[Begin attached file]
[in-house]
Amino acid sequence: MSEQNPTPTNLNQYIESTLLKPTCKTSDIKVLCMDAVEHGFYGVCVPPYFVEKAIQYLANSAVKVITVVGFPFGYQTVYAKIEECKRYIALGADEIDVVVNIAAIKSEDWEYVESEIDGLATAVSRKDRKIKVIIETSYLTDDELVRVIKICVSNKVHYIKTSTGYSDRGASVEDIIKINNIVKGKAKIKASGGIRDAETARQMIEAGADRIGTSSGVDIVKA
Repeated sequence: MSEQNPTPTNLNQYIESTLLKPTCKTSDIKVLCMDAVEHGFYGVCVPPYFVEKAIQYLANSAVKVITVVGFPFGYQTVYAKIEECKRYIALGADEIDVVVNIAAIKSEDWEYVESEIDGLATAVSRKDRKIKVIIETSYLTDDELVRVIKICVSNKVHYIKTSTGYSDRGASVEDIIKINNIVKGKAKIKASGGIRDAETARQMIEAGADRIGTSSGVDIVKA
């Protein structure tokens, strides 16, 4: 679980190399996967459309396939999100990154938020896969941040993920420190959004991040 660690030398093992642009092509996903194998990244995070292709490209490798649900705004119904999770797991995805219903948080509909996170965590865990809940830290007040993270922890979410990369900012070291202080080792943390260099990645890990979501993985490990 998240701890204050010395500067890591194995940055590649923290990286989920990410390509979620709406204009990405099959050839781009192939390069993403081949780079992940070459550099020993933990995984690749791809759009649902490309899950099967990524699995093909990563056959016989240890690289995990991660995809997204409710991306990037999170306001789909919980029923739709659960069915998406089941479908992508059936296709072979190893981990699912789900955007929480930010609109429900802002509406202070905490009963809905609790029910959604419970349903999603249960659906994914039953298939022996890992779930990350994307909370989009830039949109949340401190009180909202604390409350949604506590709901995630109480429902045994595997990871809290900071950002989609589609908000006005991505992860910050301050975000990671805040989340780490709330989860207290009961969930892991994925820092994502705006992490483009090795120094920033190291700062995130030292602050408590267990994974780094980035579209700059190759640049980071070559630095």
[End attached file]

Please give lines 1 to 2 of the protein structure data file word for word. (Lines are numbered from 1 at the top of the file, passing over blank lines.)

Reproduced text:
[in-house]
Amino acid sequence: MSEQNPTPTNLNQYIESTLLKPTCKTSDIKVLCMDAVEHGFYGVCVPPYFVEKAIQYLANSAVKVITVVGFPFGYQTVYAKIEECKRYIALGADEIDVVVNIAAIKSEDWEYVESEIDGLATAVSRKDRKIKVIIETSYLTDDELVRVIKICVSNKVHYIKTSTGYSDRGASVEDIIKINNIVKGKAKIKASGGIRDAETARQMIEAGADRIGTSSGVDIVKA